A8 (39/97): Question time brief: GIPA Applications made to DPC, undated. Advises the Premier, if asked about what information is provided to the Premier's Office about GIPA applications, to respond that the Department provides the office with a copy of a determination once it is made for information only, and that neither the Premier or his office have any role in determinations made by the Department or other agencies.
Comment: the background note provides additional information about the number of applications received over the year, and decisons to grant or refuse access. In December the Daily Telegraph ran this story, somewhat off the mark regarding claims to have discovered a new system " to ensure secret tip-offs about public efforts to access embarrassing government information."

A9 (41/97) Two pages ) from the 2011 Incoming Government Brief (88-89) containing factual information about tabling documents in Parliament , GIPA and the Lobbying Code Of Conduct. No briefing note or other accompanying material.
Comment: That's it for "solely factual information"?? Perhaps these pages only included here because of relevance to the GIPA application, but there is no sign of release of anything else about the Department or the state of the state in March 2011.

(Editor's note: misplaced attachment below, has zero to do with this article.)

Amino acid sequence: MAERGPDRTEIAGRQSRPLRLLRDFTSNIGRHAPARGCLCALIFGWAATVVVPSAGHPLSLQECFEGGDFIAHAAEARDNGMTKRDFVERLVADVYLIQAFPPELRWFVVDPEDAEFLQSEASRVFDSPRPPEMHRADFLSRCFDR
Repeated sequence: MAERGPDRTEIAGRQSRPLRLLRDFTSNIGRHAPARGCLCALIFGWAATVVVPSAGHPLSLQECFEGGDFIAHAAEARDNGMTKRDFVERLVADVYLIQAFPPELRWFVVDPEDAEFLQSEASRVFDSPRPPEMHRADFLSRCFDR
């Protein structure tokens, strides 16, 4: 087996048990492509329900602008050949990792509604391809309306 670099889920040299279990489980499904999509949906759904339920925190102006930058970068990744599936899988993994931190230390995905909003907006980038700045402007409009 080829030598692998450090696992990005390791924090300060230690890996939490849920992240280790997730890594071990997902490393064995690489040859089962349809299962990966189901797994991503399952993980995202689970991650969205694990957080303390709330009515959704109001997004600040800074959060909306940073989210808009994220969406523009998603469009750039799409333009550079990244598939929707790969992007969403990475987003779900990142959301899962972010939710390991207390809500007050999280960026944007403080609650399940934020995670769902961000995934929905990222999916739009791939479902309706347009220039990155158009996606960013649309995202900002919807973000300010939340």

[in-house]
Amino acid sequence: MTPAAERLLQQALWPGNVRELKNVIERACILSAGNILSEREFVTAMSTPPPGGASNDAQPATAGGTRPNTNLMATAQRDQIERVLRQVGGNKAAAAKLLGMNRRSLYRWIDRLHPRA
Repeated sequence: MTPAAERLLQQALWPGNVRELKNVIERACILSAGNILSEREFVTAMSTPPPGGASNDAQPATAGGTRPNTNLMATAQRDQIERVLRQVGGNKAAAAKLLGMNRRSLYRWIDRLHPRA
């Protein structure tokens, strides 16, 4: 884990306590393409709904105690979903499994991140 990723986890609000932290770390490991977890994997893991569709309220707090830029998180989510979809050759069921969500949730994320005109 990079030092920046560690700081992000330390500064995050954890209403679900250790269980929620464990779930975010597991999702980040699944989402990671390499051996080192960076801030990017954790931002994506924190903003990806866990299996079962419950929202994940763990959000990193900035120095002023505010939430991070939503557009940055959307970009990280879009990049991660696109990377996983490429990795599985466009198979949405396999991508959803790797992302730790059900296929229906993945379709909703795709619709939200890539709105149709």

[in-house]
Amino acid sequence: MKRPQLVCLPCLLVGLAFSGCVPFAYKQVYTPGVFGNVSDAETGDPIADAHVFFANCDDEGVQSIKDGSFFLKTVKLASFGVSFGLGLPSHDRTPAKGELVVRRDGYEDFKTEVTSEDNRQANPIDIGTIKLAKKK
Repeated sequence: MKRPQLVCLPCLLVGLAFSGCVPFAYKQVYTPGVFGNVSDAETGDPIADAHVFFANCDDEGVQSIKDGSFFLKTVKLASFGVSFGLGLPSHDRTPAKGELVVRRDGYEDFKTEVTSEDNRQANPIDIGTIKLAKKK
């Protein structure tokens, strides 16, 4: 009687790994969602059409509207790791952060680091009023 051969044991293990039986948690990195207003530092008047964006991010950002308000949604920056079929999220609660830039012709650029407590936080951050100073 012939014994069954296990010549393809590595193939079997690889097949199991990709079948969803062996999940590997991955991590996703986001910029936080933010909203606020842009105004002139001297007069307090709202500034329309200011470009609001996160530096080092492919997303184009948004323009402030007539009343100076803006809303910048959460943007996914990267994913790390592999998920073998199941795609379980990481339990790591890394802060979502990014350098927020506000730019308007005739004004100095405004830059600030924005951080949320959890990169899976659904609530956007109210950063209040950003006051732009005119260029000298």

B1 (43-97): GIPA Applications received-Department  of Premier and Cabinet- through to September 2011.
Comment: interesting micro-detail about what applicants ask for from Premier's, all categorised as General or Media. A nice heads up for the Premier and his staff-who hopefully stick to the non interference rule. I'm sure they read the Ministerial Handbook (A2)  -Ministers and Ministers' offices are not entitled to be provided with draft access determinations; agencies must not provide them or seek advice or comment from the Minister or the Minister's office about determinations that have not been finalised) and even more importantly, the material provided by the OIC(A4) (it is an offence under the GIPA act for any person to act unlawfully, direct an unlawful action or improperly influence a decision)


  1. Stephen Murray2:44 pm

    In December, DPC did release modified versions of the Blue Books sought by the AFR (the ones the subject of the OIC review)

    For what it's worth, some commentary on my part as to their contents:

  2. Stephen, Thanks-I obviously didn't dig deep enough into the Disclosure Log. The four volumes appear on page 3, out of date order but findable if you don't stop looking back further than entries dated September and July. I like your comments on the post

  3. Stephen Murray5:00 pm

    I can't say I came across them by design (I was after some other documents in the Disclosure Log), but did think the out of date order was a way to hide in plain sight. However, it just seems that DPC orders the Disclosure Log by application number rather than decision date; because of course everyone has the DPC file number at their fingertips

  4. Well you can understand that can't you?